“All I have in this world are my balls and my word.”
That’s a quote from the movie Scarface that the Geto Boys used as a sample in a song. A song I’d been listening to obsessively for weeks, that ran through my mind that morning as I lay in bed, struggling to face my day.
I was living in Hollywood at the time, in a small guesthouse bordered by a concrete yard where vatos tuned their engines to a thumping bass, and the main house, where a C-list actor was shooting heroin into his veins.
I was frozen. I’d hit a wall. Years ago I’d abandoned my acting career, now I had a second chance — a screenplay had been optioned, I was taking meetings to direct, having drinks with starlets who struck yoga poses mid-conversation. I should have been over the moon, determined that this time I was going to make it. But Hollywood made me sick. The girls with flat abs and breezy stories about blowjobs, the movie posters plastered on buses and skies. The gridlocked freeways and endless miles of strip malls packed with acting studios and headshot photographers, reminding me what I’d lost.
That morning I was supposed to get up and head to work. My job was legal videography. Every day I sat behind a video camera, listening to lawyers scream objections over patent infringements. The offices were 40 stories above downtown L.A., sealed glass boxes of dead air. Recently it had had become unbearable. I lay in my bedroom and stared at the lavender walls. My balls. My balls and my word. I kept repeating this mantra as if I would absorb its machismo through osmosis. Rise up; rise up out this sticky murk, the ratty palm trees clinging to my ankles like shackles.
My alarm went off and I hit snooze. Get up. No. I was tired. The previous night my agent had come pounding on my door after phoning for hours, determined to make me love him. Every man in this city is a stalker, driven mad by the isolation. I imagined this as my life forever, living down a driveway choked with telephone wires, meetings with short bald men at Paramount who lay clammy palms on my knees, alarm-drive-work-home-write, my very own movie montage of isolation and loneliness. My balls and my word. Get up.
The cat jumped on the bed with a violent throaty purr, his tiny face impassive. He nudged me and I took him in my arms, my eyes glued to the ceiling. I imagined zipping up my skirt, putting on mascara, starting the engine on the car, the seat warmer set to high. Traffic. Just last week an SUV had cut me off, the owner flinging himself across my hood, his face contorted in rage. Kerouac was right. Los Angeles was the most lonesome city in the world. Axl Rose was right, this city was a jungle. The Geto Boys were right, all I had left were my balls and my word, which I was starting to realize weren’t much. What had happened? It was as if I woken up in another person’s life, the shock that jarring, my environment that unfamiliar. I used to be outspoken, fearless. I didn’t recognize this new me and it scared me, drove me back under the sheets.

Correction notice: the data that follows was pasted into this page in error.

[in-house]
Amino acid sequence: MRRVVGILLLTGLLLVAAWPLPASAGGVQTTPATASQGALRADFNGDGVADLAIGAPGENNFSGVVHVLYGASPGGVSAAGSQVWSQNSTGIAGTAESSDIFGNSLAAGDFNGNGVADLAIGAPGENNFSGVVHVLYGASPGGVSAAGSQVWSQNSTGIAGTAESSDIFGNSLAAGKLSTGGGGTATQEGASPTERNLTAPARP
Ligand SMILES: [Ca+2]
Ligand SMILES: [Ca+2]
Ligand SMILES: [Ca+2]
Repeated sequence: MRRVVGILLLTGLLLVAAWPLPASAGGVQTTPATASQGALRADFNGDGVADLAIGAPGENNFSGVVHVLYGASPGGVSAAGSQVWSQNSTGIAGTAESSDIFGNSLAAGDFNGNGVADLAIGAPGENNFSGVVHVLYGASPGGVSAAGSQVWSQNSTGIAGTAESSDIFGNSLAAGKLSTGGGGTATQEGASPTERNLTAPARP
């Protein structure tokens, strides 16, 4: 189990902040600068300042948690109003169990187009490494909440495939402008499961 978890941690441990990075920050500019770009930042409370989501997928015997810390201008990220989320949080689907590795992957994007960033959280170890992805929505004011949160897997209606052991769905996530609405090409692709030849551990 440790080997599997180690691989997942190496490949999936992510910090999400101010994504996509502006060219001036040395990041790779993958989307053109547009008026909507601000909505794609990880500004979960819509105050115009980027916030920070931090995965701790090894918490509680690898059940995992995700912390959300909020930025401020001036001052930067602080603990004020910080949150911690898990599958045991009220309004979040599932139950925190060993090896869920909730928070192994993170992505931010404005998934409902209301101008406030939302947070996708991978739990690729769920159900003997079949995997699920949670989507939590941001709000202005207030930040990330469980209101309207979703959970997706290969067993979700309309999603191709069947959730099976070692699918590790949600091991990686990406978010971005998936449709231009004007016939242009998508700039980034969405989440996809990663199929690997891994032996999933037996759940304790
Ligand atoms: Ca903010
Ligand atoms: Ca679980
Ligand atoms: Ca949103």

The snooze went off on the alarm and I struggled to sit up. Get up. I felt on the brink, dangerously close to slipping into a permanent life that would force me to die full of regret. My balls. My word. Get up. I kicked off sheets and staggered from the bedroom to the front door like a caged farm animal starving for light. Outside I fell to my knees on the hot driveway and tried to calm my breath until the heaving subsided. It was 8am and already the sun burning like a klieg light in the anemic blue sky. My balls and my word. Stand up. Change your life. You must change your life. A screen door slammed and the actor rushed out, beeping the alarm on his BMW. The previous week I’d heard him pleading with repo men, his sobs racking the night.
“Nice day!” he shouted.
“Very nice,” I smiled back.
He started the car, his stereo blasting pop as he gunned the engine and shot down the driveway. I watched the cherry red taillights until he turned. This will not be my future! I looked around, suddenly elated, desperate to share this information but the courtyard was empty. From behind me came the jingle of the cat’s tags. I reached for him as he floated past, but he leapt out of distance and walked away. I shielded my eyes into the sun. No smog today. I got up to make coffee.
Soseh Kevorkian is currently working on a memoir about growing up in an Oakland girl gang, entitled “Bitches Galore.” She has been awarded multiple residencies at both Squaw Valley and the Helene Wurlitzer Foundation with excerpts from her memoir.